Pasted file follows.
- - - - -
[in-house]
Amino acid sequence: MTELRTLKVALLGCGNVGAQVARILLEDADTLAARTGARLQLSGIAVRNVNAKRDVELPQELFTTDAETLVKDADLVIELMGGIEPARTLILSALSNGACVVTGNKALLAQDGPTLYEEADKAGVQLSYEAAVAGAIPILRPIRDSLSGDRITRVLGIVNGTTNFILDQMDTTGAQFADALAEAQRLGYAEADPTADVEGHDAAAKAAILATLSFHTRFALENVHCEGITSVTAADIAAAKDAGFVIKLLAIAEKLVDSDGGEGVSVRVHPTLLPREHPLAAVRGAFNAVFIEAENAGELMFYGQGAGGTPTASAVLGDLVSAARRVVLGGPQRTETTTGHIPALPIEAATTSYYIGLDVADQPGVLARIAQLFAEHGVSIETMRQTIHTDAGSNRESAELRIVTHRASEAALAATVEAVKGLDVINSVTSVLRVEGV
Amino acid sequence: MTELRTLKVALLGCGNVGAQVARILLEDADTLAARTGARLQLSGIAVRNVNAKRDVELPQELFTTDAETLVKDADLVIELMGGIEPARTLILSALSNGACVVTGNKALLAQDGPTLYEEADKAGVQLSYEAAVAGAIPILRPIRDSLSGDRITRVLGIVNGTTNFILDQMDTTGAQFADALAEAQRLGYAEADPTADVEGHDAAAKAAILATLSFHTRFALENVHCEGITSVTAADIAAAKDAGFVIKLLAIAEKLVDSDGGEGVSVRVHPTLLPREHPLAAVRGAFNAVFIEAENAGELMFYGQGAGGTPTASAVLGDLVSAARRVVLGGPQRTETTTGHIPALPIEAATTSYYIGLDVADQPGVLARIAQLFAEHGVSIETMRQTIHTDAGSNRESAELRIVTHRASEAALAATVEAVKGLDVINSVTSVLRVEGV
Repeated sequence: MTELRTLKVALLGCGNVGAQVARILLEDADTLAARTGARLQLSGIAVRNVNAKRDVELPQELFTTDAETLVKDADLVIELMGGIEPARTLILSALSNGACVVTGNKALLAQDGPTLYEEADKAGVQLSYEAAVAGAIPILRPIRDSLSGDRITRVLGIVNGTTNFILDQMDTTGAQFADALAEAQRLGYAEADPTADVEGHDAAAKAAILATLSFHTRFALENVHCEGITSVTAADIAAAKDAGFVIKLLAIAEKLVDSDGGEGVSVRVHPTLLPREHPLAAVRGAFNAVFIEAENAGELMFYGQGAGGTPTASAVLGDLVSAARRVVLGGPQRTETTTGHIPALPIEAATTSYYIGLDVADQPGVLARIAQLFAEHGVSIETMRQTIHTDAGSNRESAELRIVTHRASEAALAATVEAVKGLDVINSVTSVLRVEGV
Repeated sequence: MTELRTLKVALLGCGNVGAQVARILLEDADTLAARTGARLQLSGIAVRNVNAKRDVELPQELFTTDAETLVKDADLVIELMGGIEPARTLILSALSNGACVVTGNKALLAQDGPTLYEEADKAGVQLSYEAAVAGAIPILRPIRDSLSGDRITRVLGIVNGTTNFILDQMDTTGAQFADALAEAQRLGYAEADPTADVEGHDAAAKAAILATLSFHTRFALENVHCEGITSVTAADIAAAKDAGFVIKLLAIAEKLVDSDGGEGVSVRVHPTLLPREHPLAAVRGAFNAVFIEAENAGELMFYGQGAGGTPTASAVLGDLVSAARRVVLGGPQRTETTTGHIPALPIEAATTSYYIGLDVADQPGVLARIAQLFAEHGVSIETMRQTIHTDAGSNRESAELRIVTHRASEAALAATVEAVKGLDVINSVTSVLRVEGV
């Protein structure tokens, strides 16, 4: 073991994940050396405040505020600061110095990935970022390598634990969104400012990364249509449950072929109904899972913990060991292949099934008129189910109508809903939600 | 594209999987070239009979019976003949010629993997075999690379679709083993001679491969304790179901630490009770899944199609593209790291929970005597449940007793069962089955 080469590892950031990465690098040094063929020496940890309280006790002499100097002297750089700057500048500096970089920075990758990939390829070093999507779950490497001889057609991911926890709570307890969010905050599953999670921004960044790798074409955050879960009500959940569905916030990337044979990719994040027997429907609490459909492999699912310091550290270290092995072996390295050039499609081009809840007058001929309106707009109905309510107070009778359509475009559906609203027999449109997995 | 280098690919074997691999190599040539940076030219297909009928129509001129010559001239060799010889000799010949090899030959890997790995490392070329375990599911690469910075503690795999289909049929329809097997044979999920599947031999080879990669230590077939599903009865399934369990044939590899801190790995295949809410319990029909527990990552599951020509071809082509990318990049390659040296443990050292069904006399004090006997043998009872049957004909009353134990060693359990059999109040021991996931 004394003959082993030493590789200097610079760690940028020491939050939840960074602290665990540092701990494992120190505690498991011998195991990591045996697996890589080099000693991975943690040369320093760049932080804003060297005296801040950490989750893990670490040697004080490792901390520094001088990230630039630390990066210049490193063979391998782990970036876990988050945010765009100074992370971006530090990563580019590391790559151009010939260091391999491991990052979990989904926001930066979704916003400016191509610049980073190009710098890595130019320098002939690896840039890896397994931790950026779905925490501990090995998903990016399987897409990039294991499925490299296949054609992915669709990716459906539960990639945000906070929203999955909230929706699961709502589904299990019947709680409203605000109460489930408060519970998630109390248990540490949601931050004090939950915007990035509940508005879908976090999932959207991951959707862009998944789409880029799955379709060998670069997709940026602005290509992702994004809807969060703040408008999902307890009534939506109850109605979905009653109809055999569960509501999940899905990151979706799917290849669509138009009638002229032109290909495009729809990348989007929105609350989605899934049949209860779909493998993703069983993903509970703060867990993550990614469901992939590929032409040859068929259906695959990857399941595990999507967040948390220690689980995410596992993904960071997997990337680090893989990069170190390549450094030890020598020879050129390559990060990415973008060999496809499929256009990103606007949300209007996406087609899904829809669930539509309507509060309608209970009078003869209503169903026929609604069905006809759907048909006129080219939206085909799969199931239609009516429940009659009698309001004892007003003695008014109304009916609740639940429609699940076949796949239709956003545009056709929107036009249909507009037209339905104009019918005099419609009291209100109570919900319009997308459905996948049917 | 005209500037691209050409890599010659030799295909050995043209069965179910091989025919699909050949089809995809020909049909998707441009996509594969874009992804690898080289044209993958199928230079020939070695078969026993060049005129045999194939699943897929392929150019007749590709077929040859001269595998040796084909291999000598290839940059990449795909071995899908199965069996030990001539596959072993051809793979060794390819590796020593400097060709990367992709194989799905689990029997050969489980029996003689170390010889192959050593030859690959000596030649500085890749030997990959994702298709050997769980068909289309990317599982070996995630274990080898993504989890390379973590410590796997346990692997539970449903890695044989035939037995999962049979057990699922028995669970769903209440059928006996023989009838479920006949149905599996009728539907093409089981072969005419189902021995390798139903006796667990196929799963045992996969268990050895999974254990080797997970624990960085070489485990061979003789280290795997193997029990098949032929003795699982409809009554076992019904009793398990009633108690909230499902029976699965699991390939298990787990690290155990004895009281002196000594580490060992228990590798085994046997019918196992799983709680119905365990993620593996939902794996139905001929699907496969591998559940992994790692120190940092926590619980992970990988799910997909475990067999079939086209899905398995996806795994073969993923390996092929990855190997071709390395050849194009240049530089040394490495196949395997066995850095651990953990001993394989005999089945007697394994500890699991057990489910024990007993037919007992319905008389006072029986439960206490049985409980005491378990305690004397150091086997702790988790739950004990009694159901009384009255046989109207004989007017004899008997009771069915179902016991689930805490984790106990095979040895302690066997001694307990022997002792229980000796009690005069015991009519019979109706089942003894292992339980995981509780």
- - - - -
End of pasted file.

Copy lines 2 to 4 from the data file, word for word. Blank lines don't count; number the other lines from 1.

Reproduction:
Amino acid sequence: MTELRTLKVALLGCGNVGAQVARILLEDADTLAARTGARLQLSGIAVRNVNAKRDVELPQELFTTDAETLVKDADLVIELMGGIEPARTLILSALSNGACVVTGNKALLAQDGPTLYEEADKAGVQLSYEAAVAGAIPILRPIRDSLSGDRITRVLGIVNGTTNFILDQMDTTGAQFADALAEAQRLGYAEADPTADVEGHDAAAKAAILATLSFHTRFALENVHCEGITSVTAADIAAAKDAGFVIKLLAIAEKLVDSDGGEGVSVRVHPTLLPREHPLAAVRGAFNAVFIEAENAGELMFYGQGAGGTPTASAVLGDLVSAARRVVLGGPQRTETTTGHIPALPIEAATTSYYIGLDVADQPGVLARIAQLFAEHGVSIETMRQTIHTDAGSNRESAELRIVTHRASEAALAATVEAVKGLDVINSVTSVLRVEGV
Amino acid sequence: MTELRTLKVALLGCGNVGAQVARILLEDADTLAARTGARLQLSGIAVRNVNAKRDVELPQELFTTDAETLVKDADLVIELMGGIEPARTLILSALSNGACVVTGNKALLAQDGPTLYEEADKAGVQLSYEAAVAGAIPILRPIRDSLSGDRITRVLGIVNGTTNFILDQMDTTGAQFADALAEAQRLGYAEADPTADVEGHDAAAKAAILATLSFHTRFALENVHCEGITSVTAADIAAAKDAGFVIKLLAIAEKLVDSDGGEGVSVRVHPTLLPREHPLAAVRGAFNAVFIEAENAGELMFYGQGAGGTPTASAVLGDLVSAARRVVLGGPQRTETTTGHIPALPIEAATTSYYIGLDVADQPGVLARIAQLFAEHGVSIETMRQTIHTDAGSNRESAELRIVTHRASEAALAATVEAVKGLDVINSVTSVLRVEGV
Repeated sequence: MTELRTLKVALLGCGNVGAQVARILLEDADTLAARTGARLQLSGIAVRNVNAKRDVELPQELFTTDAETLVKDADLVIELMGGIEPARTLILSALSNGACVVTGNKALLAQDGPTLYEEADKAGVQLSYEAAVAGAIPILRPIRDSLSGDRITRVLGIVNGTTNFILDQMDTTGAQFADALAEAQRLGYAEADPTADVEGHDAAAKAAILATLSFHTRFALENVHCEGITSVTAADIAAAKDAGFVIKLLAIAEKLVDSDGGEGVSVRVHPTLLPREHPLAAVRGAFNAVFIEAENAGELMFYGQGAGGTPTASAVLGDLVSAARRVVLGGPQRTETTTGHIPALPIEAATTSYYIGLDVADQPGVLARIAQLFAEHGVSIETMRQTIHTDAGSNRESAELRIVTHRASEAALAATVEAVKGLDVINSVTSVLRVEGV